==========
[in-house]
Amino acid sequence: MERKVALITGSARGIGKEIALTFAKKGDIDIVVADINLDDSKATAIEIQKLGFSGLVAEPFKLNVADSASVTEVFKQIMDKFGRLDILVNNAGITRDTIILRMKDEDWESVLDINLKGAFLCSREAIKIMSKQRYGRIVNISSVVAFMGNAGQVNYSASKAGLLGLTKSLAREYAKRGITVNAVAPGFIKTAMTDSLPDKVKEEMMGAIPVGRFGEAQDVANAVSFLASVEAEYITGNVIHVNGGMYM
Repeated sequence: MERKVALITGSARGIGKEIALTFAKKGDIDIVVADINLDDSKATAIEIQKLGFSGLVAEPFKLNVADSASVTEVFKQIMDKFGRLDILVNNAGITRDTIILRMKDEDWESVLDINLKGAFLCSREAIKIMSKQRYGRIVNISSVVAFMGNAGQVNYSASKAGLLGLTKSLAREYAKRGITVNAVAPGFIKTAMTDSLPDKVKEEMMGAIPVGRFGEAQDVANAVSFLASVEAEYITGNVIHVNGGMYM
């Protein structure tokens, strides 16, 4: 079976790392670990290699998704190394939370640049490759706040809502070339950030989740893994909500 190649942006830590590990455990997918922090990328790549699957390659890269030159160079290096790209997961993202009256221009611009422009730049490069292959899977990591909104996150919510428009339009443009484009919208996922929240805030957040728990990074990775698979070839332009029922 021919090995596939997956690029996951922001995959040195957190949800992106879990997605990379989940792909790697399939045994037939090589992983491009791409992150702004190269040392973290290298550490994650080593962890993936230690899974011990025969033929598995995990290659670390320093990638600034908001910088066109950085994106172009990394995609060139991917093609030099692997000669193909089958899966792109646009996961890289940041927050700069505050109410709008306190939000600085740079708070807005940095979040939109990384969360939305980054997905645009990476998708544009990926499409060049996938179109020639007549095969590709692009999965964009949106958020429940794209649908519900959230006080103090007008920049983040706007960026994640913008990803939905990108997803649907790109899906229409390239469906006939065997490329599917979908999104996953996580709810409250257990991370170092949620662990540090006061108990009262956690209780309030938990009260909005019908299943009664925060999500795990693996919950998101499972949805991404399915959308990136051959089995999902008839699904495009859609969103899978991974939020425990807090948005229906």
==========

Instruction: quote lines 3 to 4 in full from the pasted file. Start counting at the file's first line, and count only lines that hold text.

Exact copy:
Repeated sequence: MERKVALITGSARGIGKEIALTFAKKGDIDIVVADINLDDSKATAIEIQKLGFSGLVAEPFKLNVADSASVTEVFKQIMDKFGRLDILVNNAGITRDTIILRMKDEDWESVLDINLKGAFLCSREAIKIMSKQRYGRIVNISSVVAFMGNAGQVNYSASKAGLLGLTKSLAREYAKRGITVNAVAPGFIKTAMTDSLPDKVKEEMMGAIPVGRFGEAQDVANAVSFLASVEAEYITGNVIHVNGGMYM
């Protein structure tokens, strides 16, 4: 079976790392670990290699998704190394939370640049490759706040809502070339950030989740893994909500 190649942006830590590990455990997918922090990328790549699957390659890269030159160079290096790209997961993202009256221009611009422009730049490069292959899977990591909104996150919510428009339009443009484009919208996922929240805030957040728990990074990775698979070839332009029922 021919090995596939997956690029996951922001995959040195957190949800992106879990997605990379989940792909790697399939045994037939090589992983491009791409992150702004190269040392973290290298550490994650080593962890993936230690899974011990025969033929598995995990290659670390320093990638600034908001910088066109950085994106172009990394995609060139991917093609030099692997000669193909089958899966792109646009996961890289940041927050700069505050109410709008306190939000600085740079708070807005940095979040939109990384969360939305980054997905645009990476998708544009990926499409060049996938179109020639007549095969590709692009999965964009949106958020429940794209649908519900959230006080103090007008920049983040706007960026994640913008990803939905990108997803649907790109899906229409390239469906006939065997490329599917979908999104996953996580709810409250257990991370170092949620662990540090006061108990009262956690209780309030938990009260909005019908299943009664925060999500795990693996919950998101499972949805991404399915959308990136051959089995999902008839699904495009859609969103899978991974939020425990807090948005229906």